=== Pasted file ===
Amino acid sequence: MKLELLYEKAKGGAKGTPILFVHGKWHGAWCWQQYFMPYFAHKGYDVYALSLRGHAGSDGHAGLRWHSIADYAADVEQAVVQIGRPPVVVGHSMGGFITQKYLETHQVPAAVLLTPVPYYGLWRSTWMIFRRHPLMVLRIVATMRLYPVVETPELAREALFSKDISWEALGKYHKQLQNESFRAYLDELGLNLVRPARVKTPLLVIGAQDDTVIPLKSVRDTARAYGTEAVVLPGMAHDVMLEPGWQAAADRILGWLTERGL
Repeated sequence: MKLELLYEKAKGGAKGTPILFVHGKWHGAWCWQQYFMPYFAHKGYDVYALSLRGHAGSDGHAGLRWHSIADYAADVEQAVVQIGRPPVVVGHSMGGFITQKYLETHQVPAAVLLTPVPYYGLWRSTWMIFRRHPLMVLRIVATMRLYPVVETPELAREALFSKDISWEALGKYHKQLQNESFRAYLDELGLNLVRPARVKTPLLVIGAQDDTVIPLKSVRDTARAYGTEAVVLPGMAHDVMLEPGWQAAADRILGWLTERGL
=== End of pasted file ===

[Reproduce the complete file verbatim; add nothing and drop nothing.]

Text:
Amino acid sequence: MKLELLYEKAKGGAKGTPILFVHGKWHGAWCWQQYFMPYFAHKGYDVYALSLRGHAGSDGHAGLRWHSIADYAADVEQAVVQIGRPPVVVGHSMGGFITQKYLETHQVPAAVLLTPVPYYGLWRSTWMIFRRHPLMVLRIVATMRLYPVVETPELAREALFSKDISWEALGKYHKQLQNESFRAYLDELGLNLVRPARVKTPLLVIGAQDDTVIPLKSVRDTARAYGTEAVVLPGMAHDVMLEPGWQAAADRILGWLTERGL
Repeated sequence: MKLELLYEKAKGGAKGTPILFVHGKWHGAWCWQQYFMPYFAHKGYDVYALSLRGHAGSDGHAGLRWHSIADYAADVEQAVVQIGRPPVVVGHSMGGFITQKYLETHQVPAAVLLTPVPYYGLWRSTWMIFRRHPLMVLRIVATMRLYPVVETPELAREALFSKDISWEALGKYHKQLQNESFRAYLDELGLNLVRPARVKTPLLVIGAQDDTVIPLKSVRDTARAYGTEAVVLPGMAHDVMLEPGWQAAADRILGWLTERGL